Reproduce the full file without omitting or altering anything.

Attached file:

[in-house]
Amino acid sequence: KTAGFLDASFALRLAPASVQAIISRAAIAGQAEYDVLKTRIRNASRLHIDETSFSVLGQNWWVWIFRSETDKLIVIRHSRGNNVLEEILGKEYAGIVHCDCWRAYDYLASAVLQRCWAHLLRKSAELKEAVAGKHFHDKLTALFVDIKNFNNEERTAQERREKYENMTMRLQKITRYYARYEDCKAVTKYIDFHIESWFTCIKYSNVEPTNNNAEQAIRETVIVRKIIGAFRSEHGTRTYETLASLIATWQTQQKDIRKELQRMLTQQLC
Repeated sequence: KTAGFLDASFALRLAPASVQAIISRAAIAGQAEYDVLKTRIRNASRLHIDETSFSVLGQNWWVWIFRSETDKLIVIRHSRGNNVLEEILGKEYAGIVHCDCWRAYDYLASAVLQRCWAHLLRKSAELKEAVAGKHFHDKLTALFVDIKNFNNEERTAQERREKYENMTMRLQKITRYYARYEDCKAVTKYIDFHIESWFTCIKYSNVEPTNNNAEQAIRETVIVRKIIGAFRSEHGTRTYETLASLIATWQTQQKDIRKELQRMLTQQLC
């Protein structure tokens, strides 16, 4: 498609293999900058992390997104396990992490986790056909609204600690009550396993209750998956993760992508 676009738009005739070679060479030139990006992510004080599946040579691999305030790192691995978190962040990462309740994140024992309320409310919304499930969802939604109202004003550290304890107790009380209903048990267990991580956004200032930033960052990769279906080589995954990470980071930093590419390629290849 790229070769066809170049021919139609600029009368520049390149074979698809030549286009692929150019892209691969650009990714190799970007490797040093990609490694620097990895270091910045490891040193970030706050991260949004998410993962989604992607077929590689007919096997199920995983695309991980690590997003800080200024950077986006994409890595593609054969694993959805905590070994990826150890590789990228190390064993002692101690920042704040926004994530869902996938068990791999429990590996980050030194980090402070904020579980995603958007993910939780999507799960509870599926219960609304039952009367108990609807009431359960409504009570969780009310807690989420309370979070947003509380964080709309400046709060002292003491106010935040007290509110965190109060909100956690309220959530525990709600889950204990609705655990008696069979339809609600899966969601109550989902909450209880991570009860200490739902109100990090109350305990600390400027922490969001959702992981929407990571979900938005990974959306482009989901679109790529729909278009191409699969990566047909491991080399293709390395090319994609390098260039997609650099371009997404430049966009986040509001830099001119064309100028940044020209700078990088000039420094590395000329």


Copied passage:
[in-house]
Amino acid sequence: KTAGFLDASFALRLAPASVQAIISRAAIAGQAEYDVLKTRIRNASRLHIDETSFSVLGQNWWVWIFRSETDKLIVIRHSRGNNVLEEILGKEYAGIVHCDCWRAYDYLASAVLQRCWAHLLRKSAELKEAVAGKHFHDKLTALFVDIKNFNNEERTAQERREKYENMTMRLQKITRYYARYEDCKAVTKYIDFHIESWFTCIKYSNVEPTNNNAEQAIRETVIVRKIIGAFRSEHGTRTYETLASLIATWQTQQKDIRKELQRMLTQQLC
Repeated sequence: KTAGFLDASFALRLAPASVQAIISRAAIAGQAEYDVLKTRIRNASRLHIDETSFSVLGQNWWVWIFRSETDKLIVIRHSRGNNVLEEILGKEYAGIVHCDCWRAYDYLASAVLQRCWAHLLRKSAELKEAVAGKHFHDKLTALFVDIKNFNNEERTAQERREKYENMTMRLQKITRYYARYEDCKAVTKYIDFHIESWFTCIKYSNVEPTNNNAEQAIRETVIVRKIIGAFRSEHGTRTYETLASLIATWQTQQKDIRKELQRMLTQQLC
């Protein structure tokens, strides 16, 4: 498609293999900058992390997104396990992490986790056909609204600690009550396993209750998956993760992508 676009738009005739070679060479030139990006992510004080599946040579691999305030790192691995978190962040990462309740994140024992309320409310919304499930969802939604109202004003550290304890107790009380209903048990267990991580956004200032930033960052990769279906080589995954990470980071930093590419390629290849 790229070769066809170049021919139609600029009368520049390149074979698809030549286009692929150019892209691969650009990714190799970007490797040093990609490694620097990895270091910045490891040193970030706050991260949004998410993962989604992607077929590689007919096997199920995983695309991980690590997003800080200024950077986006994409890595593609054969694993959805905590070994990826150890590789990228190390064993002692101690920042704040926004994530869902996938068990791999429990590996980050030194980090402070904020579980995603958007993910939780999507799960509870599926219960609304039952009367108990609807009431359960409504009570969780009310807690989420309370979070947003509380964080709309400046709060002292003491106010935040007290509110965190109060909100956690309220959530525990709600889950204990609705655990008696069979339809609600899966969601109550989902909450209880991570009860200490739902109100990090109350305990600390400027922490969001959702992981929407990571979900938005990974959306482009989901679109790529729909278009191409699969990566047909491991080399293709390395090319994609390098260039997609650099371009997404430049966009986040509001830099001119064309100028940044020209700078990088000039420094590395000329």